Grrr

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Hello helpful community :)

I'm currently a 3rd year medical student on my last rotation before 4th year. I guess I've known for a while that I really hate being in Medicine but haven't been sure what to do about it. So I'm entertaining giving it up and starting something new. I had a few questions, however, and was wandering if anyone had some answers / suggestions.

1. Is it possible to say, complete a pre-lim. year, obtain license, and then simply "moonlight" occasionally? That is - apply and tell them outright I have no intention of going beyond intern year, and be taken seriously? This would be the weekend job to support my weekday penniless self.

2. What kinds of opportunities are out there for people with an M.D. but no license?

3. Should the need arise, is it possible to say..in several years time, come back and apply for something non-competitive and get in? I do have generally ok grades - mostly high pass, all high pass in the clinical years so far, and a 227 on Step 1, so not a sub-par applicant in that regards.

As a caveat, I have been looking around a bit - at AMWA for instance - and still find things like health policy, etc interesting. I realize this is probably a bit strange but was just curious if anyone else out there had something interesting to share?

Oh and more school is something I'd like to avoid. At least for now.

Thanks!
 

Law2Doc

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Hello helpful community :)

I'm currently a 3rd year medical student on my last rotation before 4th year. I guess I've known for a while that I really hate being in Medicine but haven't been sure what to do about it. So I'm entertaining giving it up and starting something new. I had a few questions, however, and was wandering if anyone had some answers / suggestions.

1. Is it possible to say, complete a pre-lim. year, obtain license, and then simply "moonlight" occasionally? That is - apply and tell them outright I have no intention of going beyond intern year, and be taken seriously? This would be the weekend job to support my weekday penniless self.

2. What kinds of opportunities are out there for people with an M.D. but no license?

3. Should the need arise, is it possible to say..in several years time, come back and apply for something non-competitive and get in? I do have generally ok grades - mostly high pass, all high pass in the clinical years so far, and a 227 on Step 1, so not a sub-par applicant in that regards.

As a caveat, I have been looking around a bit - at AMWA for instance - and still find things like health policy, etc interesting. I realize this is probably a bit strange but was just curious if anyone else out there had something interesting to share?

Oh and more school is something I'd like to avoid. At least for now.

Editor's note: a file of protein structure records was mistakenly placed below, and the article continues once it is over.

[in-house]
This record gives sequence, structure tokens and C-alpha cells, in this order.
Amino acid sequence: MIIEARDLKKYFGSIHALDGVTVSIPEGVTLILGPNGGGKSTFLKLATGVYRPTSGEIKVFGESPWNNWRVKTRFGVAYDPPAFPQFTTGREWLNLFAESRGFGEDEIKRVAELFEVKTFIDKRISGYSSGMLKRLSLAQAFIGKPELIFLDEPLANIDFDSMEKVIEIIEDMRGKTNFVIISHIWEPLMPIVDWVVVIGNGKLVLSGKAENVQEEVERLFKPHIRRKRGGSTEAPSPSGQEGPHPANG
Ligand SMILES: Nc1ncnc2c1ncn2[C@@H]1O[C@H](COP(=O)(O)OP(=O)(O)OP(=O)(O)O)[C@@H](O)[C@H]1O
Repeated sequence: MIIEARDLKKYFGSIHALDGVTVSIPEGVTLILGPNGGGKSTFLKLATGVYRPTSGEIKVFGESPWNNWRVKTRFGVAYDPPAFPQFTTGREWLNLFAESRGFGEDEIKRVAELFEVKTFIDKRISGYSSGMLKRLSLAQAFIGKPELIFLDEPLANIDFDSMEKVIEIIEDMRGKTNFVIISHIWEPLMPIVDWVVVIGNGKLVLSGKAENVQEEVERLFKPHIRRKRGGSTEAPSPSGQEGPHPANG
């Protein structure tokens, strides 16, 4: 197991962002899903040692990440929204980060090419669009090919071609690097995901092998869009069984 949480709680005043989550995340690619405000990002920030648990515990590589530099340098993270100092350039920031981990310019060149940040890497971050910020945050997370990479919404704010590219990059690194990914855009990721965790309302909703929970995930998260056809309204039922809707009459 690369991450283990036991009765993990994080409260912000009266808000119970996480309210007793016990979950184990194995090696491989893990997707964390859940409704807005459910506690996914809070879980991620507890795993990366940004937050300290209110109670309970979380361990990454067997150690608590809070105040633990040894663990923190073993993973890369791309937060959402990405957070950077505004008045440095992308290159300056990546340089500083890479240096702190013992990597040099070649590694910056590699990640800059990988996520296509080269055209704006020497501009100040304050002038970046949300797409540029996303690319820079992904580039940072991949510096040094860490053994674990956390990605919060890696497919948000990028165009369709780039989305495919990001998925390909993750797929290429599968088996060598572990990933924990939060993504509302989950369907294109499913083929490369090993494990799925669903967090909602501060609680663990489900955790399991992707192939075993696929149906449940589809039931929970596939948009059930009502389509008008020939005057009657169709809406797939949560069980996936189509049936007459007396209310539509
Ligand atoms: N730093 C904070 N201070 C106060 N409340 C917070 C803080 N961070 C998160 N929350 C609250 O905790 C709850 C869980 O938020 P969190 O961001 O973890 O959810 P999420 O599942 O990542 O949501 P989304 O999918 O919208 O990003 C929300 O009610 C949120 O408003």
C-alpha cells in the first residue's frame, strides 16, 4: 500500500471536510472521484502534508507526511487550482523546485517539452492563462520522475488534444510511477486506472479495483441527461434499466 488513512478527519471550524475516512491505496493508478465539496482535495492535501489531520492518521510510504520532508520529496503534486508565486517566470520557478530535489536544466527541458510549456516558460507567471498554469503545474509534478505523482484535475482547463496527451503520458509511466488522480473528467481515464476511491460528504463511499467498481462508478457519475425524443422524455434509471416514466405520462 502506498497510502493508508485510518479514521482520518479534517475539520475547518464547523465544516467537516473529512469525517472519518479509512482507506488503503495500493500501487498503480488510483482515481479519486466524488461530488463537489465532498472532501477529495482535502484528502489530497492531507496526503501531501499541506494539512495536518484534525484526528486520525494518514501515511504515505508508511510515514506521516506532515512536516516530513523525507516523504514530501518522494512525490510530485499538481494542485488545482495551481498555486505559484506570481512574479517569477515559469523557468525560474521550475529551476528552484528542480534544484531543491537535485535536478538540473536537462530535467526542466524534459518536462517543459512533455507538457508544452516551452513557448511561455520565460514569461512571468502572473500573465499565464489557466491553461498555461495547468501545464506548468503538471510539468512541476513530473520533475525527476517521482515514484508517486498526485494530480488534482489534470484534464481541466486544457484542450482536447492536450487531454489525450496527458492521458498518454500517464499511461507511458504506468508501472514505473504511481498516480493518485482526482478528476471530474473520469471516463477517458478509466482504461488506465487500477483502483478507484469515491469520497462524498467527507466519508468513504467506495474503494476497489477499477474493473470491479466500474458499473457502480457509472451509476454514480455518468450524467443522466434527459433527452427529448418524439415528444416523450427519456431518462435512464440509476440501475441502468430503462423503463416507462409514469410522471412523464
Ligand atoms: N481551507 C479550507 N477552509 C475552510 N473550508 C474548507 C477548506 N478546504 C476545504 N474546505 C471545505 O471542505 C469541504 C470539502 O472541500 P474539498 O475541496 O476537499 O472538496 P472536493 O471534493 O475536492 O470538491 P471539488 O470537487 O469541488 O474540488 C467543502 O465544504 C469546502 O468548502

Thanks!
1. you can get a variety of moonlighting type gigs with your license and internship under your belt. You will generally have to pay for your own insurance, so the costs may be prohibitive if you only plan to work as a weekend job, though. Most people who go this route (usually not by choice) try to keep their plate as full of gigs as they can and ideally work a full work week to pay their bills and put something in the bank.

2. Lots of jobs exist that you wouldn't be barred from by having an MD. But not that many that are going to recruit you because you have that MD with no license or practice experience. The big issue here is going to be what kind of student loan debt you are servicing and whether you can find a job that pays those bills. It will be hard to duplicate a physicians income in an alternative path with no other experience besides med school.

3. If you are licensed and completed and internship year, you keep some doors open. It's harder if you haven't done either of those things.
 

thesauce

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The big issue here is going to be what kind of student loan debt you are servicing and whether you can find a job that pays those bills. It will be hard to duplicate a physicians income in an alternative path with no other experience besides med school.
With income-based repayment, why is this an issue anymore? You could get a job making $30k/yr and only pay $170/mo. After 25 years, it's all forgiven. Granted, that won't work for private loans.
 

Mr hawkings

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Are you open to working for biotech/pharma companies? You could also look into insurance companies.
 

Law2Doc

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...You could also look into insurance companies.
Insurance companies and private banking always hire folks with advanced degrees as "account executives" (ie salesmen) in the hopes that they can cold call all their classmates, faculty and alumni to try and sell policies/investments. It's one of the easiest "ins" for these companies to get high yield individuals to stay on the line. I mean, you'd be quick to hang up on Bob the broker, but you might stay on the line a bit longer with your prior classmate/student, Steve. My lawschool classmates got a lot of this kind of job offer, and I expect the offers for doctors would be similar (although admittedly there is a longer lag between graduation and when your MD classmates have disposable income).
 

njbmd